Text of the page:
Max Keiser said: “Bitcoin Cash’s narrow focus on transactions ‘gets it wrong’ because money is only a ‘byproduct’ of a much bigger vision.”
Max Keiser, Financial pundit and host of the Keiser Report stated on the Bitcoin scaling debate that focusing on transactions ignore the main reason why the world’s first cryptocurrency was created.
He wrote on Twitter: “Viewing [Bitcoin] narrowly through the lens of ‘transactions’ cuts the guts out of why Bitcoin is turning the world upside down. IMO, this is Satoshi’s Vision. #BitcoinCash gets it wrong on this count. Viewing BTC narrowly through the lens of ‘transactions’ cuts the guts out of why #Bitcoin is turning the world upside down.”
Competing with the likes of Visa or SWIFT in terms of speed, cost or even privacy was not the reason why Bitcoin was created. Bitcoin’sideology is rooted in the Free Software Movement (FSM). Its beginnings can be traced back to the 1970’s.
According to Wikipedia, FSM is described as a “social movement” with the goal of obtaining and guaranteeing certain freedoms for software users; that is the freedom to run the software, to study and change the software and to redistribute copies with or without changes.
Richard Stallman founded this movement in 1983, with the launch of the GNU Project, which was founded on the idea that proprietary software harms users to the benefit of large corporations.
Stallman explains: “The only thing in the software field that is worse than an unauthorised copy of a proprietary program, is an authorised copy of the proprietary program because this does the same harm to its whole community of users, and in addition, usually the developer, the perpetrator of this evil, profits from it.”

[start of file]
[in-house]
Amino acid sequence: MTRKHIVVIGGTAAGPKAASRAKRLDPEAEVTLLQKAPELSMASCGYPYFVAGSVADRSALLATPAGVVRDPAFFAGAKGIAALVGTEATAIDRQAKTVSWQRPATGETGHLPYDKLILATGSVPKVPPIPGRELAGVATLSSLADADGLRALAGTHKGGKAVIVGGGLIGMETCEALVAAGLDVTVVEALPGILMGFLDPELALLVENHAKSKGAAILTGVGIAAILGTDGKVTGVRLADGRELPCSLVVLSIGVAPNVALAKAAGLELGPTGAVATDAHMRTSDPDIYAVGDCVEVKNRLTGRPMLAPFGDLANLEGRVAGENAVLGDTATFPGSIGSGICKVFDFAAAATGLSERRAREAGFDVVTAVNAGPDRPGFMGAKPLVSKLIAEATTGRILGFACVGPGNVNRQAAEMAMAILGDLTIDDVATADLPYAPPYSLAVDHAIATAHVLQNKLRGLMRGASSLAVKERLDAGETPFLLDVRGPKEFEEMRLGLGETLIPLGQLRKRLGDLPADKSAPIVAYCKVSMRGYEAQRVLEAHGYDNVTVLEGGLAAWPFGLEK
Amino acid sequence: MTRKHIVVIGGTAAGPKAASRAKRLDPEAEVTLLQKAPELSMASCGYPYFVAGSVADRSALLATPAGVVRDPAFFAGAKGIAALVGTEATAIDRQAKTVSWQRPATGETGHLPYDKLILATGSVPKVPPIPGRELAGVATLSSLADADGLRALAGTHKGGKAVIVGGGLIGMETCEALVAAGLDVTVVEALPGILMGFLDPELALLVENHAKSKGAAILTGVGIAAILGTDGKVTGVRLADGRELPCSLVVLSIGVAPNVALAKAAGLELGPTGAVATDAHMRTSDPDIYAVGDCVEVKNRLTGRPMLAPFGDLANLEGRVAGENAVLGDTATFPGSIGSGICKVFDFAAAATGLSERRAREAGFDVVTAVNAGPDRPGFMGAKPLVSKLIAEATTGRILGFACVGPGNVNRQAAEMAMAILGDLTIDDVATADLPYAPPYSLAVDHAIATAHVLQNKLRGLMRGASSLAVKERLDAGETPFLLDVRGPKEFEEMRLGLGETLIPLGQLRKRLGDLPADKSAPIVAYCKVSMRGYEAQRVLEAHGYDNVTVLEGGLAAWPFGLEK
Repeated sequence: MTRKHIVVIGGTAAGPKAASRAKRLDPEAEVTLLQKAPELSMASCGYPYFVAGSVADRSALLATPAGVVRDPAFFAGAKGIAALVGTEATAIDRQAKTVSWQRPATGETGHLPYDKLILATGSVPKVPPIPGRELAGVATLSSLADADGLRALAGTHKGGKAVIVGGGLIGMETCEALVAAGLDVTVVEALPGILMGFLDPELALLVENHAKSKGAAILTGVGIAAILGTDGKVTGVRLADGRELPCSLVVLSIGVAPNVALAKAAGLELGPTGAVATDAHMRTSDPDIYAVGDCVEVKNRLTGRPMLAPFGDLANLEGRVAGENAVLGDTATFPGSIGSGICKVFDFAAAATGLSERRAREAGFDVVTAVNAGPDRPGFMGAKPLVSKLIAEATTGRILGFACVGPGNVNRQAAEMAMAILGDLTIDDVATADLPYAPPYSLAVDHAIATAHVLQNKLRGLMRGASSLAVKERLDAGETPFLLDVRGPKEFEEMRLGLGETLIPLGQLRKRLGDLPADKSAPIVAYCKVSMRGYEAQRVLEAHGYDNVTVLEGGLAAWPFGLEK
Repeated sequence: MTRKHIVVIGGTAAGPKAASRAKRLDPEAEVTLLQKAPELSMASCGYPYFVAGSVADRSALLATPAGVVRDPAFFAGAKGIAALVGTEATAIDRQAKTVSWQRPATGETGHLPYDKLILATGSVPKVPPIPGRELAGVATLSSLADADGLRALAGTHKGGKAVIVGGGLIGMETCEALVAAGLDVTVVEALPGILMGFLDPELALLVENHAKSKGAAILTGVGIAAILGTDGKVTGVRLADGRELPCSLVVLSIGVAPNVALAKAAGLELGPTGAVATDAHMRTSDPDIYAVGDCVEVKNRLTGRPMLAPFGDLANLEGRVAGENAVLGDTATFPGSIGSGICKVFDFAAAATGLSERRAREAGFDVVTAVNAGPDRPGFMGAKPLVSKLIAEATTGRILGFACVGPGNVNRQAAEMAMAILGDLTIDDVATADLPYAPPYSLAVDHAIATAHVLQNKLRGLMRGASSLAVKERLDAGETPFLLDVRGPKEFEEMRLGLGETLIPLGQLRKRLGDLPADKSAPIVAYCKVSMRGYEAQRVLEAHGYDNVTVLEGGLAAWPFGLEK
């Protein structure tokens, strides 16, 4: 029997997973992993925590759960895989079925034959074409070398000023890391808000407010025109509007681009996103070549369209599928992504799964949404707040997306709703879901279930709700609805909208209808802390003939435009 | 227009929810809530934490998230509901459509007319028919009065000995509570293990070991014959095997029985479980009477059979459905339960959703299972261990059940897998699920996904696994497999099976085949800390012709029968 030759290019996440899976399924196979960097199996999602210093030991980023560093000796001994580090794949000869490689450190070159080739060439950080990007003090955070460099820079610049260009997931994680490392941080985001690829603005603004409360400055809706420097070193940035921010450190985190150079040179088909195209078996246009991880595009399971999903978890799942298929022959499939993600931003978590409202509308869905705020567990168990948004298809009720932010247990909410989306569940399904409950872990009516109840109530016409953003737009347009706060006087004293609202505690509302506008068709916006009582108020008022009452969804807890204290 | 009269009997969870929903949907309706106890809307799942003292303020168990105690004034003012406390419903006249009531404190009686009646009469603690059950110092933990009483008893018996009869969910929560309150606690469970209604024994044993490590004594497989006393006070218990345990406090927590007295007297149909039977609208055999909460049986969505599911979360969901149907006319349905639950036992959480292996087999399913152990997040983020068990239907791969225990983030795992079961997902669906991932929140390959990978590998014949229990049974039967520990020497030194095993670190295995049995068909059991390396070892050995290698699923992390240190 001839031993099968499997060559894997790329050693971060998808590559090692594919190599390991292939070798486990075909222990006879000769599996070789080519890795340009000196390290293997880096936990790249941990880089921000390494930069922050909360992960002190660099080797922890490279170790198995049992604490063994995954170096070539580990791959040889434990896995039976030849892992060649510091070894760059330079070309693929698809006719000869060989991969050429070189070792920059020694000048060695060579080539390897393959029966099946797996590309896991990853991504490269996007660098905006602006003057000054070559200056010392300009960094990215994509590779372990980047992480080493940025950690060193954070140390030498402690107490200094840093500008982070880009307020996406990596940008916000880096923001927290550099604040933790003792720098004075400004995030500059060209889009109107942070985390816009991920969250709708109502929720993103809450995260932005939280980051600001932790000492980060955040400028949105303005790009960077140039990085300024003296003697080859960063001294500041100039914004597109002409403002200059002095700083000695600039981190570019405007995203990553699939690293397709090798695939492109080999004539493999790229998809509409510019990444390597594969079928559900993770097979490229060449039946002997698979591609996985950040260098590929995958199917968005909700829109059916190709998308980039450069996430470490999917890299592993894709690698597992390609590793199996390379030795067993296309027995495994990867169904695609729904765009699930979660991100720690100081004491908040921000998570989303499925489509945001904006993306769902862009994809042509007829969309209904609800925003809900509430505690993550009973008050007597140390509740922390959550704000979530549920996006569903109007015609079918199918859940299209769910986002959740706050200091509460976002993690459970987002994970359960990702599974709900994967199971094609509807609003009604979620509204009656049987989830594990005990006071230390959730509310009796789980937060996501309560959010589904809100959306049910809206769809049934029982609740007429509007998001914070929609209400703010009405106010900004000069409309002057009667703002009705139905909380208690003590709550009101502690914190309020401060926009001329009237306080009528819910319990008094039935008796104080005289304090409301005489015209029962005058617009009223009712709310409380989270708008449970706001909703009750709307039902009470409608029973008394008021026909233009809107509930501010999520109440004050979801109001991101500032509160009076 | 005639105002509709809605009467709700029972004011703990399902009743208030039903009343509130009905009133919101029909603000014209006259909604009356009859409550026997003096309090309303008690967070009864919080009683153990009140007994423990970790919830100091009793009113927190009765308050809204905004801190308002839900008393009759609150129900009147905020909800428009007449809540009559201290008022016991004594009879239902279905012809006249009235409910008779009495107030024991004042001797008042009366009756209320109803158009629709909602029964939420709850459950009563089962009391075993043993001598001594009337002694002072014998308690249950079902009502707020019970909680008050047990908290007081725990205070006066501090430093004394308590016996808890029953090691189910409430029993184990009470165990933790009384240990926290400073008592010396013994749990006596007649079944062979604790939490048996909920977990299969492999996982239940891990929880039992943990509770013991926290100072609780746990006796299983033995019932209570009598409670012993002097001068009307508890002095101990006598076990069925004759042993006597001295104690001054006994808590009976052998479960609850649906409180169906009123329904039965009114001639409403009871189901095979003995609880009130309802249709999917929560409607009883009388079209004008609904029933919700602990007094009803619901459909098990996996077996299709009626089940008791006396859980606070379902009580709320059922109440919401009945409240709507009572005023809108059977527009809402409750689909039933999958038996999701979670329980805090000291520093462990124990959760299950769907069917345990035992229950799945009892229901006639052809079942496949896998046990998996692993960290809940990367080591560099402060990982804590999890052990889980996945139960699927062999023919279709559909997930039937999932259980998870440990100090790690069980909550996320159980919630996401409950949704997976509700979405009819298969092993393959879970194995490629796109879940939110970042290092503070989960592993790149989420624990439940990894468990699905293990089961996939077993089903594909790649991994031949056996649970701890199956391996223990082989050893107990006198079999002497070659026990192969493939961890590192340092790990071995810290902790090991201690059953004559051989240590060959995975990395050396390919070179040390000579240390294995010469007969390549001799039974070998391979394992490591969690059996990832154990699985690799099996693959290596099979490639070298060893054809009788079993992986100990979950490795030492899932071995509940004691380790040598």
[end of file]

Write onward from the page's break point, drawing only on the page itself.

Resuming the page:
Also, Bitcoin is free open-source software that users all over the world choose to run on their computers, where the nodes of the network agree on the current state of the network without any central authority. Network participants hence have the freedom to establish the truth which can be a powerful tool against corruption, oppression, and censorship.
That is to say that free transactions are not as important as the freedom to make any transaction. This is simply because free transactions can be turned off with the flip of a switch at any time by the central authority.
Keiser notes that it’s used as money is actually a byproduct of the much bigger agenda of replacing all software licenses, copyright, parents, and monopolies with free software.
Free software = free thinking.